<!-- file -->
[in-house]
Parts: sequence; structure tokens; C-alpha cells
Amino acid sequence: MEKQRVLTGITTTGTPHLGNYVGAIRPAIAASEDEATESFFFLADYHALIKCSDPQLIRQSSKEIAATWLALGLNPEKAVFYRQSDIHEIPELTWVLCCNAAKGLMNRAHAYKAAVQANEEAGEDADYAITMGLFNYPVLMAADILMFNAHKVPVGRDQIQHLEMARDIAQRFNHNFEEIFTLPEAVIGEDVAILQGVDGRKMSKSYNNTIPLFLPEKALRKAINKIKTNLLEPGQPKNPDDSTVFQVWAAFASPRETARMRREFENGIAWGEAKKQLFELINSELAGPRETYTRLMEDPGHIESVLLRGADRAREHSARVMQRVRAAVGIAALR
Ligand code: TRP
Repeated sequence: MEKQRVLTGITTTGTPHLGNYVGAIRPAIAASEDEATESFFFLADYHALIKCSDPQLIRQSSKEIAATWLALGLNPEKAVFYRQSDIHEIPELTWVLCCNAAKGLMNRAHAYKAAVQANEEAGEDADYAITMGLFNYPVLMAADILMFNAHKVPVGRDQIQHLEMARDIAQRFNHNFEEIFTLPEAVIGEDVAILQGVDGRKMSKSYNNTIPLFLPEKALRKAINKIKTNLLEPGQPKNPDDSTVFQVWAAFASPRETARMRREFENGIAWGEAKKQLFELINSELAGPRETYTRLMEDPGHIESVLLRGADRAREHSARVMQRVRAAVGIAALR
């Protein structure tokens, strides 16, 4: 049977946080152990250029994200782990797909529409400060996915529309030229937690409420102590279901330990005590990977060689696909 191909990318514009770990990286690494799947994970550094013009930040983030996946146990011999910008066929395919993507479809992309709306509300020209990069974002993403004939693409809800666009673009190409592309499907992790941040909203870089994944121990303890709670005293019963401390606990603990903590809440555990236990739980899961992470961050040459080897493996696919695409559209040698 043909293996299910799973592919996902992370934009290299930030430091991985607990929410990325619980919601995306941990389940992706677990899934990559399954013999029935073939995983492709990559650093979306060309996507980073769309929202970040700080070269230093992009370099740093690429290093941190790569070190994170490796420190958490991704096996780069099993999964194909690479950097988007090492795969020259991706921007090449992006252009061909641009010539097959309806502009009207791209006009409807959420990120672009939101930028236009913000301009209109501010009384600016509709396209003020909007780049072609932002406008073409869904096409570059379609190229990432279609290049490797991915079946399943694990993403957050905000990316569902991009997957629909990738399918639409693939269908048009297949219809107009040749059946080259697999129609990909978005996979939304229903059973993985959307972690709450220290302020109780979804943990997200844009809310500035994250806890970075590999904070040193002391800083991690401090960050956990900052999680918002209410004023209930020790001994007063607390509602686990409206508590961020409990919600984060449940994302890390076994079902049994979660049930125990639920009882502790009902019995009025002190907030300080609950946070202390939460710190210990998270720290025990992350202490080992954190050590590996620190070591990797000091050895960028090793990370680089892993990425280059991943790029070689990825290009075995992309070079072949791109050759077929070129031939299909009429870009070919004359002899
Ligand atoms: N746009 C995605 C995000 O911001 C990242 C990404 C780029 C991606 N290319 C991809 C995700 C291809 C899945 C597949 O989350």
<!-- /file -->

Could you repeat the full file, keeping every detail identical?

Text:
[in-house]
Parts: sequence; structure tokens; C-alpha cells
Amino acid sequence: MEKQRVLTGITTTGTPHLGNYVGAIRPAIAASEDEATESFFFLADYHALIKCSDPQLIRQSSKEIAATWLALGLNPEKAVFYRQSDIHEIPELTWVLCCNAAKGLMNRAHAYKAAVQANEEAGEDADYAITMGLFNYPVLMAADILMFNAHKVPVGRDQIQHLEMARDIAQRFNHNFEEIFTLPEAVIGEDVAILQGVDGRKMSKSYNNTIPLFLPEKALRKAINKIKTNLLEPGQPKNPDDSTVFQVWAAFASPRETARMRREFENGIAWGEAKKQLFELINSELAGPRETYTRLMEDPGHIESVLLRGADRAREHSARVMQRVRAAVGIAALR
Ligand code: TRP
Repeated sequence: MEKQRVLTGITTTGTPHLGNYVGAIRPAIAASEDEATESFFFLADYHALIKCSDPQLIRQSSKEIAATWLALGLNPEKAVFYRQSDIHEIPELTWVLCCNAAKGLMNRAHAYKAAVQANEEAGEDADYAITMGLFNYPVLMAADILMFNAHKVPVGRDQIQHLEMARDIAQRFNHNFEEIFTLPEAVIGEDVAILQGVDGRKMSKSYNNTIPLFLPEKALRKAINKIKTNLLEPGQPKNPDDSTVFQVWAAFASPRETARMRREFENGIAWGEAKKQLFELINSELAGPRETYTRLMEDPGHIESVLLRGADRAREHSARVMQRVRAAVGIAALR
């Protein structure tokens, strides 16, 4: 049977946080152990250029994200782990797909529409400060996915529309030229937690409420102590279901330990005590990977060689696909 191909990318514009770990990286690494799947994970550094013009930040983030996946146990011999910008066929395919993507479809992309709306509300020209990069974002993403004939693409809800666009673009190409592309499907992790941040909203870089994944121990303890709670005293019963401390606990603990903590809440555990236990739980899961992470961050040459080897493996696919695409559209040698 043909293996299910799973592919996902992370934009290299930030430091991985607990929410990325619980919601995306941990389940992706677990899934990559399954013999029935073939995983492709990559650093979306060309996507980073769309929202970040700080070269230093992009370099740093690429290093941190790569070190994170490796420190958490991704096996780069099993999964194909690479950097988007090492795969020259991706921007090449992006252009061909641009010539097959309806502009009207791209006009409807959420990120672009939101930028236009913000301009209109501010009384600016509709396209003020909007780049072609932002406008073409869904096409570059379609190229990432279609290049490797991915079946399943694990993403957050905000990316569902991009997957629909990738399918639409693939269908048009297949219809107009040749059946080259697999129609990909978005996979939304229903059973993985959307972690709450220290302020109780979804943990997200844009809310500035994250806890970075590999904070040193002391800083991690401090960050956990900052999680918002209410004023209930020790001994007063607390509602686990409206508590961020409990919600984060449940994302890390076994079902049994979660049930125990639920009882502790009902019995009025002190907030300080609950946070202390939460710190210990998270720290025990992350202490080992954190050590590996620190070591990797000091050895960028090793990370680089892993990425280059991943790029070689990825290009075995992309070079072949791109050759077929070129031939299909009429870009070919004359002899
Ligand atoms: N746009 C995605 C995000 O911001 C990242 C990404 C780029 C991606 N290319 C991809 C995700 C291809 C899945 C597949 O989350």